Artificer Jackson Pryde doesn’t have much magic himself, so in keeping with his family’s tradition, he makes objects that can tap into and amplify magical power. It’s a dying art, as many artificers have given up the trade. But Jackson is determined to make something of himself. In the meantime, he’s a hunter, tracking down magical reagents that mages need. It nets him enough money to keep funding what he does.
The mage across the street, however, hates all of Jackson’s banging in his workshop. When they were young, Jackson and Xander Wright were friends. But when Xander went away to a prestigious school to learn magic, that friendship died, leaving two men who are often at each other’s throats. Despite their attraction to each other, they can’t help but get under each other’s skin.
When Xander and Jackson are tasked to work together to find a magical flower, they find the mystery goes much deeper than they first thought. And what’s worse, people living in the Black Market are dying under suspicious and terrifying circumstances. As the connection between Jackson and Xander grows, the murder hits close to home. It’s up to Jackson, Xander, and a few friends to figure out what’s going on. Before it’s too late.
Nazri Noor is a new to me author, so it was the perfect opportunity to pick this book up for New-to-Me Author Week for Reading Challenge Month. And I was not disappointed. Noor crafts an interesting and inventive world here with his new series, urban fantasy at its finest, and the story kept me engaged to the end. I was invested in the characters and story right from the start, and while it wasn’t a perfect read for me, I greatly enjoyed it.
The world building, as I said, is inventive and interesting, taking the norms of the genre and giving them a slight twist. The Black Market is where a lot of supernatural beings live, and it’s a bazaar of sorts that caters to all their needs. But it also travels around the world, so you never know quite where you’re going to end up should you venture into the mortal realm. Mythological creatures, gods, and magic users all exist, and some live in the mortal realm, though they stay hidden. The author manages to give all the pertinent information without it ever feeling like an info dump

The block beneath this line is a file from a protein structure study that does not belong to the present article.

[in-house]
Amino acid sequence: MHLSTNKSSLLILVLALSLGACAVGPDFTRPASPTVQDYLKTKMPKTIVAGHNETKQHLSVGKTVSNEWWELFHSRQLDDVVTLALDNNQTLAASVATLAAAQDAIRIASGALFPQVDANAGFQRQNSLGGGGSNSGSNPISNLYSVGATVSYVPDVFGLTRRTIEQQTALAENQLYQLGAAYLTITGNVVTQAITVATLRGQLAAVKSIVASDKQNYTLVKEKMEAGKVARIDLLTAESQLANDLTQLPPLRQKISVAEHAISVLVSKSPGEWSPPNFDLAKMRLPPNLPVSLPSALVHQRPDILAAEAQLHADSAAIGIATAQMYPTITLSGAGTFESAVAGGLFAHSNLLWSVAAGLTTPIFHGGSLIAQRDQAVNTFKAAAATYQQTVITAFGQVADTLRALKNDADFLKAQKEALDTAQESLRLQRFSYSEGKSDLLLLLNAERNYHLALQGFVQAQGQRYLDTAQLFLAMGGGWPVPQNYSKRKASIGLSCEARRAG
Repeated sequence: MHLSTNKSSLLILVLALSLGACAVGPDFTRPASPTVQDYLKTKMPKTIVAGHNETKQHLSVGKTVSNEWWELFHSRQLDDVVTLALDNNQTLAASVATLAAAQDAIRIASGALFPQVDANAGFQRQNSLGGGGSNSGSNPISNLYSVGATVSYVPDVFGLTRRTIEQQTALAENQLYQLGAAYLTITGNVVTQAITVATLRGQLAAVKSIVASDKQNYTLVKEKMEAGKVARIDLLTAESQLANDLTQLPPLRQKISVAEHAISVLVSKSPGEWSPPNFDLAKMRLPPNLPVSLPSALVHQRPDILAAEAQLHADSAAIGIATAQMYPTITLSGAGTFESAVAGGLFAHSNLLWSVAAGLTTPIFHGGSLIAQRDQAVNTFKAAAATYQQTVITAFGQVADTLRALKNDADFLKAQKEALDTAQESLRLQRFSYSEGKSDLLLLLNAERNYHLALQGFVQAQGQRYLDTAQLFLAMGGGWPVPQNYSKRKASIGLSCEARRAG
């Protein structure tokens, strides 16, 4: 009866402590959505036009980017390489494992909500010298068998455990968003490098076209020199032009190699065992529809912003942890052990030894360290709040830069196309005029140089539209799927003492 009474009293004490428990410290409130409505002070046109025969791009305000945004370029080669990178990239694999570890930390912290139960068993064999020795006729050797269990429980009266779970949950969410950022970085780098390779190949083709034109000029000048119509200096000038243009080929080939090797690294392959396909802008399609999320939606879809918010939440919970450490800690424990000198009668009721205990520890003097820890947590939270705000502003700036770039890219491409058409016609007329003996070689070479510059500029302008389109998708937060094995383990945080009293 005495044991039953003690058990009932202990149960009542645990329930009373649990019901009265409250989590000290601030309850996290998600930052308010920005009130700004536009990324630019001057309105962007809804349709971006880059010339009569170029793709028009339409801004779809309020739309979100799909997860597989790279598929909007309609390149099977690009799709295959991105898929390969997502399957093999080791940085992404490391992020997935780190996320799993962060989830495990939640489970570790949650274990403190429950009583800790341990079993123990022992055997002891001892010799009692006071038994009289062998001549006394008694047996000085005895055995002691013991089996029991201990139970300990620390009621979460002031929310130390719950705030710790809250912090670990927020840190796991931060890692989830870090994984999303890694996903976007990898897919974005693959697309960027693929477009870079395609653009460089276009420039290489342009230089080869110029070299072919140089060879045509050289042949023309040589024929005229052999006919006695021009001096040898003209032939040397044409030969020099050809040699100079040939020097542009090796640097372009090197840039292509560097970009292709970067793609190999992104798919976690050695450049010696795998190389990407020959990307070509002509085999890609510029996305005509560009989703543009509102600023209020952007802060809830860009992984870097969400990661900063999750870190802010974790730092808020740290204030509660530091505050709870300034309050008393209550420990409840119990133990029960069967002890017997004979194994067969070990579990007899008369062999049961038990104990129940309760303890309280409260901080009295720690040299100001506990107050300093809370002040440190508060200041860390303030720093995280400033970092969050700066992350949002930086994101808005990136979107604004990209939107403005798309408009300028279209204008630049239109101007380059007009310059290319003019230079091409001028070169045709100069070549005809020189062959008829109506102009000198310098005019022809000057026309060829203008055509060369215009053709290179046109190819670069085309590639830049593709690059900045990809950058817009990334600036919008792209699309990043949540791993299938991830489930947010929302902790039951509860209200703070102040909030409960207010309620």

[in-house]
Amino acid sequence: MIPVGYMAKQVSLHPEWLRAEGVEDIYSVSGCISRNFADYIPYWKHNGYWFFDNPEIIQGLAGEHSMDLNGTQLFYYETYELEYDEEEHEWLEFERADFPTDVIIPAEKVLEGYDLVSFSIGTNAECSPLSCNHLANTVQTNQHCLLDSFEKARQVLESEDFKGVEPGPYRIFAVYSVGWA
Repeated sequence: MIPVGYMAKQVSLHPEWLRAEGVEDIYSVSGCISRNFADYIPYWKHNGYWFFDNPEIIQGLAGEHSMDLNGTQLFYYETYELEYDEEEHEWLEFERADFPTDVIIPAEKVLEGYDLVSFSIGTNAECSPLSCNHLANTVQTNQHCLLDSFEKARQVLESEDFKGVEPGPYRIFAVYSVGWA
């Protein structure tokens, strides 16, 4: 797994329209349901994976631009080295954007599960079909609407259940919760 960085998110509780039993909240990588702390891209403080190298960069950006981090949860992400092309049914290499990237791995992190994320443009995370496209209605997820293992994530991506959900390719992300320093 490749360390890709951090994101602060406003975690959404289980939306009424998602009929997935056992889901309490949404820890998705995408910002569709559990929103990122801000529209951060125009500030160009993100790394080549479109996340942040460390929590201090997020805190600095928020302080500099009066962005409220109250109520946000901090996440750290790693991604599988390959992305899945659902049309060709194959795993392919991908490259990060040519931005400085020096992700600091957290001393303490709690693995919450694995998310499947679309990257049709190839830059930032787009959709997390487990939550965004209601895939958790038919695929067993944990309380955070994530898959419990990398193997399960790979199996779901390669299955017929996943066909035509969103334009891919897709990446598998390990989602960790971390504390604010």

The story is told through Jackson’s first person POV, and the narrative has a great feel. Jackson has snark and sass, confidence and charisma, but also enough arrogance and insecurity to make him feel real. The style is one that also occasionally breaks the fourth wall, with Jackson speaking directly to the reader. That’s not normally something I enjoy, as it often pulls me from the story. But Noor makes it work well, and it’s fitting for the characters.
Xander, on the other hand, is filtered entirely through Jackson, so we don’t get to know him as well. There’s definitely layers to the character though, and they are slowly revealed as the story progresses. These guys were friends as children, and have been sort of enemies in their adulthood. It’s not exactly enemies to lovers, as I wouldn’t say the MCs were truly enemies. But they definitely irritated each other, and some of that stemmed from childhood hurts. They do work through this in a believable way, and Noor shows the attraction underlying all of their interactions. So the romance feels believable, as they get back to a good place and then are able to move into something more. I was definitely rooting for them, and the book ends, romance-wise, with a solid HFN.
As for the other plots of the mystery and the flower, I think Noor did a decent job tying it all together. Some points were a bit obvious, but there’s a comfort in that. I also found some plot points had resolutions that seemed a bit too easy for my liking and would have liked to see them explored a little more. In the end, though, the murders are solved. But it opens up a whole new host of questions, especially regarding the agency that oversees and protects the Black Market. This is the first of a trilogy, and the subsequent books are scheduled to release in the next couple of months, so that part, while left unfinished, sets up the rest of the books nicely.
All in all, I enjoyed this book. It had a few moments and plot points that didn’t work as well for me, but it’s a really solid tale. If you’re looking for urban fantasy MM romance, with great characters and engaging writing, pick this one up. I’m glad I found this author, and will definitely add more Nazri Noor books to my TBR.
This review is part of our 2021 Reading Challenge Month for New-to-Me Author Week! Leave a relevant comment below and you will be entered to win one of TEN great book bundles from almost 100 authors (you can see the details on the bundles, including the fabulous authors who donated books, in our Prize Preview post)! Commenters will also be entered to win our amazing grand prize sponsored by NineStar Press: a Kindle Paperwhite loaded with 50 NineStar Press books! And don’t forget if you read along with your own challenge book this week, you can earn ten contest entries for writing a mini-review! You can get more information on our Challenge Month here (including all the contest rules) and more details on New-to-Me Author Week here.